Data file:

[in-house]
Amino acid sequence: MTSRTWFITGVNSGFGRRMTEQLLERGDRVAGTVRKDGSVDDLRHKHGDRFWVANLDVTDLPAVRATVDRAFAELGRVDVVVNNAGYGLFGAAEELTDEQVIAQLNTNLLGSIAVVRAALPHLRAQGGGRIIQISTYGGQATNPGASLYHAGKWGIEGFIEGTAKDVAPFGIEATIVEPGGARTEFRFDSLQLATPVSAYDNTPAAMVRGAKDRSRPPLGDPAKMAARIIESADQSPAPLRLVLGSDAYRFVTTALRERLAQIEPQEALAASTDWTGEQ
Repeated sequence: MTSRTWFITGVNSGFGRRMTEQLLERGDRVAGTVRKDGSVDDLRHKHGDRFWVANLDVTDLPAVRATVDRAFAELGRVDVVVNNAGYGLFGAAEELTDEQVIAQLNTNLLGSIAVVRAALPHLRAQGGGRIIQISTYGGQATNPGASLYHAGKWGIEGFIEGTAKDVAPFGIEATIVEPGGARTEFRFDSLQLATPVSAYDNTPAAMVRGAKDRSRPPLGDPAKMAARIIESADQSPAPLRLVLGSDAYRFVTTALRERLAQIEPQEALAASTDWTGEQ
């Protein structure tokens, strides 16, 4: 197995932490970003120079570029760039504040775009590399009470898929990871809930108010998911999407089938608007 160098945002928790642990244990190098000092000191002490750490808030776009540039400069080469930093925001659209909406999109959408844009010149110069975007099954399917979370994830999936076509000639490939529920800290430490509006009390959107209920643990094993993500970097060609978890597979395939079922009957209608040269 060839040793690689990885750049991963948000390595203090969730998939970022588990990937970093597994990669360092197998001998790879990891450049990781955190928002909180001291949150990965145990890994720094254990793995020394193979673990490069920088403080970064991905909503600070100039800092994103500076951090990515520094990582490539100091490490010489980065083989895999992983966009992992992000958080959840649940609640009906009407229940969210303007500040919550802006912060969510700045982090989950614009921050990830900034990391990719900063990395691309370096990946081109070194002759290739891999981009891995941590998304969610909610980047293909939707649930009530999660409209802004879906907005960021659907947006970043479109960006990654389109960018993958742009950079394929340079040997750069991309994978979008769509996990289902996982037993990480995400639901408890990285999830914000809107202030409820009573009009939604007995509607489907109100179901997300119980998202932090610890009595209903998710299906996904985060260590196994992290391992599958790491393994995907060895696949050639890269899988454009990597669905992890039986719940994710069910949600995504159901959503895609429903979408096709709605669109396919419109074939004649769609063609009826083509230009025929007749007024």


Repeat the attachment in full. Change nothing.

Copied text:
[in-house]
Amino acid sequence: MTSRTWFITGVNSGFGRRMTEQLLERGDRVAGTVRKDGSVDDLRHKHGDRFWVANLDVTDLPAVRATVDRAFAELGRVDVVVNNAGYGLFGAAEELTDEQVIAQLNTNLLGSIAVVRAALPHLRAQGGGRIIQISTYGGQATNPGASLYHAGKWGIEGFIEGTAKDVAPFGIEATIVEPGGARTEFRFDSLQLATPVSAYDNTPAAMVRGAKDRSRPPLGDPAKMAARIIESADQSPAPLRLVLGSDAYRFVTTALRERLAQIEPQEALAASTDWTGEQ
Repeated sequence: MTSRTWFITGVNSGFGRRMTEQLLERGDRVAGTVRKDGSVDDLRHKHGDRFWVANLDVTDLPAVRATVDRAFAELGRVDVVVNNAGYGLFGAAEELTDEQVIAQLNTNLLGSIAVVRAALPHLRAQGGGRIIQISTYGGQATNPGASLYHAGKWGIEGFIEGTAKDVAPFGIEATIVEPGGARTEFRFDSLQLATPVSAYDNTPAAMVRGAKDRSRPPLGDPAKMAARIIESADQSPAPLRLVLGSDAYRFVTTALRERLAQIEPQEALAASTDWTGEQ
């Protein structure tokens, strides 16, 4: 197995932490970003120079570029760039504040775009590399009470898929990871809930108010998911999407089938608007 160098945002928790642990244990190098000092000191002490750490808030776009540039400069080469930093925001659209909406999109959408844009010149110069975007099954399917979370994830999936076509000639490939529920800290430490509006009390959107209920643990094993993500970097060609978890597979395939079922009957209608040269 060839040793690689990885750049991963948000390595203090969730998939970022588990990937970093597994990669360092197998001998790879990891450049990781955190928002909180001291949150990965145990890994720094254990793995020394193979673990490069920088403080970064991905909503600070100039800092994103500076951090990515520094990582490539100091490490010489980065083989895999992983966009992992992000958080959840649940609640009906009407229940969210303007500040919550802006912060969510700045982090989950614009921050990830900034990391990719900063990395691309370096990946081109070194002759290739891999981009891995941590998304969610909610980047293909939707649930009530999660409209802004879906907005960021659907947006970043479109960006990654389109960018993958742009950079394929340079040997750069991309994978979008769509996990289902996982037993990480995400639901408890990285999830914000809107202030409820009573009009939604007995509607489907109100179901997300119980998202932090610890009595209903998710299906996904985060260590196994992290391992599958790491393994995907060895696949050639890269899988454009990597669905992890039986719940994710069910949600995504159901959503895609429903979408096709709605669109396919419109074939004649769609063609009826083509230009025929007749007024």